Monkey On A Box

I wrote this under a title we were given at Uni, The Everyday.

Now you don’t even need a bowl to taste your cereal. ‘Lucky Charms’ ‘Fruit Loops’ and ‘Count Chocula’ can be bought in lip balm form so you can get a breakfast taste-hit throughout the day. And it isn’t just treat flavoured cereal that can be wiped across your lips, standard cereals such as ‘Frosties’ ‘Rice Krispies’ and even ‘Corn Flakes’ can be bought in wax form, so you can re-experience breakfast at a moments notice. The question is why would anyone want a reminder of the taste of corn?

Cereal is advertised as an everyday, essential item, a basic foodstuff. But of course it is not a natural food source, cereal is made from processed grain, usually a buzz word for – unhealthy and avoid – but not in terms of breakfast. As a nation we love it, 94% of us have a box of cereal in our cupboards, meaning it is a part of most people’s daily routine. How is it that cereal ends up in the bowls, and even on the lips, of millions of people every morning?

Monkey on a box or tiger on a box, is the dilemma I have when walking down the cereal aisle at a supermarket. It is not a problem I have when buying anything else. If I fancied toast for breakfast I wouldn’t have to contend with a monkey or a tiger. It would probably be a case of white or brown bread, wholemeal if I’ve bothered to walk to the big Tesco. The point is, buying cereal is one of the most complex supermarket decisions out there. You have to be careful you don’t end up with something really bad like ‘Weetabix Minis : Choco Crisp’. Weetabix want you to believe that you are making an informed, healthy decision, but you are still eating chocolate at 7am.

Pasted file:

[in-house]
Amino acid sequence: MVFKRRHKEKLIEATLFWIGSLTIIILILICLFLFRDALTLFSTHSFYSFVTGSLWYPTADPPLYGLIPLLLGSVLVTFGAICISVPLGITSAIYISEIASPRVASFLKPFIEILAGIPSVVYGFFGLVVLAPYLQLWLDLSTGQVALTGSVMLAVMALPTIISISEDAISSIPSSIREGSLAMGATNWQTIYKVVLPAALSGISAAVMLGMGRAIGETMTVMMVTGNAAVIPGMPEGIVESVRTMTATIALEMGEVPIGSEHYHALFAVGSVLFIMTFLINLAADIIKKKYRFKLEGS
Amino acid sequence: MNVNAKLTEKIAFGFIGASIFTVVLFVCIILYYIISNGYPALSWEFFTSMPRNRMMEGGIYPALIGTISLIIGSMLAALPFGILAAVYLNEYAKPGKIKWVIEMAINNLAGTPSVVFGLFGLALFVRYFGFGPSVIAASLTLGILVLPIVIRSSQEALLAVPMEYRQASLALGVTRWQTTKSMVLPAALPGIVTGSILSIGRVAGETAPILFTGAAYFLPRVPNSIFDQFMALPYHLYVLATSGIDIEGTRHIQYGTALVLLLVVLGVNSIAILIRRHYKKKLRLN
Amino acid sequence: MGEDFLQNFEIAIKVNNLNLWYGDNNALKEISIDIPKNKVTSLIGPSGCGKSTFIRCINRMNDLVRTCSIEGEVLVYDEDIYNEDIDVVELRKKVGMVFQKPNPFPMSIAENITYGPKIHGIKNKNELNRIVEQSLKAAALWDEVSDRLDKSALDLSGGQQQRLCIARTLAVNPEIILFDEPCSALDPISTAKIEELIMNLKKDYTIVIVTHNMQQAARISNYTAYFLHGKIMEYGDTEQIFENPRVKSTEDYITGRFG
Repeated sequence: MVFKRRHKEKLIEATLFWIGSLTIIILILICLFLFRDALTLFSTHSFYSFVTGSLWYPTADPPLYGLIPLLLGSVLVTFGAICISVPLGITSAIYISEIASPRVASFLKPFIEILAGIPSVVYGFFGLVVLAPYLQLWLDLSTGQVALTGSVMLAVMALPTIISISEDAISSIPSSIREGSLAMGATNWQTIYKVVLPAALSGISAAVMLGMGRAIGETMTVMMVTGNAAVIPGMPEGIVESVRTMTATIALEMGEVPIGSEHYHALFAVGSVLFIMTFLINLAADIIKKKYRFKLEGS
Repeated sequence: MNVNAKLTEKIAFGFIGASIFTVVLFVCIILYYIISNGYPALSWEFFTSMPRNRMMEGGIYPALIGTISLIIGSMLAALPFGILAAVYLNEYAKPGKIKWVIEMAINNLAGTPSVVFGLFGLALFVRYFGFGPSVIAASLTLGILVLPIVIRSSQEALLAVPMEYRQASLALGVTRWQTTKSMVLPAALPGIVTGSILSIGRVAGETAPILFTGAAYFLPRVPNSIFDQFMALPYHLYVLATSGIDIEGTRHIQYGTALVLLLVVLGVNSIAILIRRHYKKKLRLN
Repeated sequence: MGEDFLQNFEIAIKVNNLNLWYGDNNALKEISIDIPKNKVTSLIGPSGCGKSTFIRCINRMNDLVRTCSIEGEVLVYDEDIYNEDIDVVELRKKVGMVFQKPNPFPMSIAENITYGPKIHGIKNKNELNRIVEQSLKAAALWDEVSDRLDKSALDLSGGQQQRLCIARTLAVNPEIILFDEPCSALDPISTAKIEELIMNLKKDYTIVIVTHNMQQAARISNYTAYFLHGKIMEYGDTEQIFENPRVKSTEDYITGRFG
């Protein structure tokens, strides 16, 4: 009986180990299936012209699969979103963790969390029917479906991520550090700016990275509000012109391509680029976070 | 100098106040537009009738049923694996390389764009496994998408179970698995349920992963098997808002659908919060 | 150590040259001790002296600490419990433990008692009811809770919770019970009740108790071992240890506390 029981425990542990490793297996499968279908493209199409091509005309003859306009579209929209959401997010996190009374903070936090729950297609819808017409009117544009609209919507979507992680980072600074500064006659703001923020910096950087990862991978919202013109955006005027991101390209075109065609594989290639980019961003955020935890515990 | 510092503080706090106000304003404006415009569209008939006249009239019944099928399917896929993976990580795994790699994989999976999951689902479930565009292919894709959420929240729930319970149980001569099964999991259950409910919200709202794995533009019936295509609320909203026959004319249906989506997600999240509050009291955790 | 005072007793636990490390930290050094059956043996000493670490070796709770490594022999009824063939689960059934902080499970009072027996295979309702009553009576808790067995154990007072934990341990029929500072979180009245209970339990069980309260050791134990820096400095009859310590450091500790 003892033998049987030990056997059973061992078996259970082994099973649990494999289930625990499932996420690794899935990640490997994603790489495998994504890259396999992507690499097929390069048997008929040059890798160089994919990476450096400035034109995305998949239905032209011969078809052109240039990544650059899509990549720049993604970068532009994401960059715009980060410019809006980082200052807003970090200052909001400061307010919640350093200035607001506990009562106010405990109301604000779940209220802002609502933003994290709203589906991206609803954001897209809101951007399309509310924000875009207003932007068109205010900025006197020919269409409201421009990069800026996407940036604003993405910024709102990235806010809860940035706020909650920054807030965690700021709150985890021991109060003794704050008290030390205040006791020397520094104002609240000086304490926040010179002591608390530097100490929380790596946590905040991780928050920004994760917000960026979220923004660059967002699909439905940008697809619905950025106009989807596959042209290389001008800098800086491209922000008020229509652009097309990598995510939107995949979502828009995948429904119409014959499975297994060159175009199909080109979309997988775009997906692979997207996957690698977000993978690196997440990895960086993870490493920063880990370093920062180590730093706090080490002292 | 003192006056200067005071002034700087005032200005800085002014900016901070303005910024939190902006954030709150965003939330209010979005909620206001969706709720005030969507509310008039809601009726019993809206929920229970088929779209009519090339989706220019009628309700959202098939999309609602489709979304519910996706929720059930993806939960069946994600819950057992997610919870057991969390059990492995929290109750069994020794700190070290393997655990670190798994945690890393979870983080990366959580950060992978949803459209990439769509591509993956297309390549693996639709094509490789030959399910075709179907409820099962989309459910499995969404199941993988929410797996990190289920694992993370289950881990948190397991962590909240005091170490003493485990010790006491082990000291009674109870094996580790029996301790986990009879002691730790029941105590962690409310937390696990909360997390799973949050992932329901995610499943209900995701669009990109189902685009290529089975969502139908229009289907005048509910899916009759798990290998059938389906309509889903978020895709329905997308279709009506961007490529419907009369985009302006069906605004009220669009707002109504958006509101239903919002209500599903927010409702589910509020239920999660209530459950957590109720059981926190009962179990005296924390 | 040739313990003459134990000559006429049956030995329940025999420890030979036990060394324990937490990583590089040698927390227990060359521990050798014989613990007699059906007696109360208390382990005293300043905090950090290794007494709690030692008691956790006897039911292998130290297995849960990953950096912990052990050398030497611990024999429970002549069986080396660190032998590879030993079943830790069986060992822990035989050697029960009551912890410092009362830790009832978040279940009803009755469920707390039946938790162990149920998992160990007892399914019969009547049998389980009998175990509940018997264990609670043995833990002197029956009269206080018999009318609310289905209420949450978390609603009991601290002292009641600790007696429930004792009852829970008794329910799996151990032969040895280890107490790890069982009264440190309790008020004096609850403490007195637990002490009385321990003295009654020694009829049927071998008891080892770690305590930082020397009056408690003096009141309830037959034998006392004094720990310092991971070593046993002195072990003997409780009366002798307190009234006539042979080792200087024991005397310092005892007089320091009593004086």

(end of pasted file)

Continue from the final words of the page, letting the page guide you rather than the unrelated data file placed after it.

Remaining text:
The Monkey is of course, Coco the monkey from Coco Pops, the tiger, Tony from Frosties. Kelloggs talk about these characters as cereal ‘mascots’. A mascot is usually defined as an object that brings luck, do you need luck to eat a bowl of cereal? Is eating a cereal an event? Kelloggs cleverly attach friendly faces to their cereal brands, hooking a young audience for life. Breakfast isn’t always a sociable meal, but with Coco there you will always have a friend.

It isn’t just the animals that become a distraction in the cereal aisle it is the language to. In June this year Kelloggs were warned by the Federal Trade Commission in America for making ‘unsubstantiated claims’. Apparently Frosted Mini-Wheats do not improve a “kids' attentiveness by nearly 20%”. Pop-Tarts aren’t "Made with Real Fruit" either. You can’t trust anything. In essence cereal manufacturers are all working with the same raw material, and how it is sold, the associations attached are the point of difference.

In case, like me, you think most cereal tastes like cardboard and you just want to enjoy the good bits, now you can. An American company called, ‘Cereal Marshmallows’ sells just that, the crispy, sweet marshmallowy surprises usually found in cereals such as Lucky Charms. Maybe one day we’ll start eating bowls of cereal marshmallows, instead of pretending to like what is essentially hard stuff floating around in milk.

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